Chaz Marler from Pair Of Dice Paradise here. Last time, I pondered whether it’s possible to play a game by its rules, but still play it wrong. For example, establishing a monopoly on a resource and then jacking up the price in an economic game, when the game possibly wasn’t designed with that in mind.
This question generated a lot of feedback, which is way cool. Opinions were mixed, agreeing and disagreeing, with a slight majority leaning towards the argument that “even if obnoxious, if it’s not breaking the rules, then, so be it”.
Some excerpts from the comments include:
William S, who said, “If someone is playing within the rules they can't be perceived as playing ‘wrongly’. If the game rules reward a strategy that one considers obnoxious… your issue is with the game, not the gamer.”
Stephen M. offered, “I don't disagree that cornering the market in a game like that is often Jerk Move, but... it's a Jerk Move that's in the spirit of the game, like taking a tile in Suburbia and turning it into a lake just because your opponent(s) are after that tile”
Jonesy commented, “The fact that some players engage with the environment in original, atypical or novel ways, warms my gamer heart. You can call it a jerk move, but I call it originality (which may or may not be 'jerky').”
And Tim V. simply asked, “How is it possible to interpret the ‘intent’ of a game?”
The discussion was great. Based on the feedback received, the general consensus seems to be that Jerk Moves, if not breaking a written rule, are usually a valid way to play a game.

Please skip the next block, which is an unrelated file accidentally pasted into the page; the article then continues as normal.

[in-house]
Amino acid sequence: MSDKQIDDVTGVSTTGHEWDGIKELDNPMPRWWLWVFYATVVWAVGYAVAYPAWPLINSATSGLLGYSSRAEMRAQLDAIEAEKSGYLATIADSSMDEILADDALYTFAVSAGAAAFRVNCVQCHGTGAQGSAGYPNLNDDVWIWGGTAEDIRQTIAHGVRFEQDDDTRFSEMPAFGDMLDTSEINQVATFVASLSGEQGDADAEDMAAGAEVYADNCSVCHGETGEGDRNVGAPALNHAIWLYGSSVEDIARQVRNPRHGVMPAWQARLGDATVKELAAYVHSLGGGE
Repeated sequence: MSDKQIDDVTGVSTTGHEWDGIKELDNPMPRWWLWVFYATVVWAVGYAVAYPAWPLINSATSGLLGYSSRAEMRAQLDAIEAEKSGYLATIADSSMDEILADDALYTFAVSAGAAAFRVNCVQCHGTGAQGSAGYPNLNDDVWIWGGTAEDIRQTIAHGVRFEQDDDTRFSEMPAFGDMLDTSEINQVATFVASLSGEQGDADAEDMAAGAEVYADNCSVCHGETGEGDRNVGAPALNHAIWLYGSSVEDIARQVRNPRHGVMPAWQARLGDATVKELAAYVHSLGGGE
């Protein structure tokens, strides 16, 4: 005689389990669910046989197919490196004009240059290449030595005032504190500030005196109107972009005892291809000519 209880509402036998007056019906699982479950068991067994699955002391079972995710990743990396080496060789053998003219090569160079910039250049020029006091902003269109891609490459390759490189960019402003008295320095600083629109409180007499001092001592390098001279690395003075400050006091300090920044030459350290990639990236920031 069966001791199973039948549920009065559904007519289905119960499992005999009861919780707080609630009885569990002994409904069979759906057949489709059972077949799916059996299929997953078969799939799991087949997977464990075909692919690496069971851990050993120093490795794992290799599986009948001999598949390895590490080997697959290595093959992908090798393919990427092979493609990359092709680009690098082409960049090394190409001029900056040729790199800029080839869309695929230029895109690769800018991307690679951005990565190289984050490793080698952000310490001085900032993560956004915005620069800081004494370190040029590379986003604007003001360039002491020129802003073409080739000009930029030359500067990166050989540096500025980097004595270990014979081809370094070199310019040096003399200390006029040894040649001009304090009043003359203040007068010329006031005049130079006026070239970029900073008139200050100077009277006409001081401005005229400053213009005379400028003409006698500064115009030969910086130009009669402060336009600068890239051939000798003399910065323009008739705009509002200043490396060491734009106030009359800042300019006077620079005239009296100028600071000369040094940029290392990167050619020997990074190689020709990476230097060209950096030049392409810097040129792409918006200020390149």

Cool. Okay. Now, I asked you that question just so I could ask you this one:
The game that got me thinking about this in the first place is Dead Of Winter. In it, all players have a group objective, plus each player has a secret objective of their own, and one of the players may even have an objective that betrays the entire group, sometimes even stealing the win away from the rest of the group.
The biggest complaint about Dead Of Winter that I’ve heard is that a player, realizing that they cannot achieve their own objective, can sabotage the group, so that nobody wins. Technically, this isn’t against the rules, and (some say) actually meshes with the desperate, paranoid atmosphere of the game. But it’s certainly considered a Jerk Move. I’ve even heard that the fact it’s even possible is a flaw in the game that breaks it.So, do your opinions from last time remain unchanged when it comes to Dead Of Winter’s possible strategy of “if I can’t win, nobody can win”? Or is this a completely different issue? This strategy is unpopular at best. But, does unpopularity make it any less valid?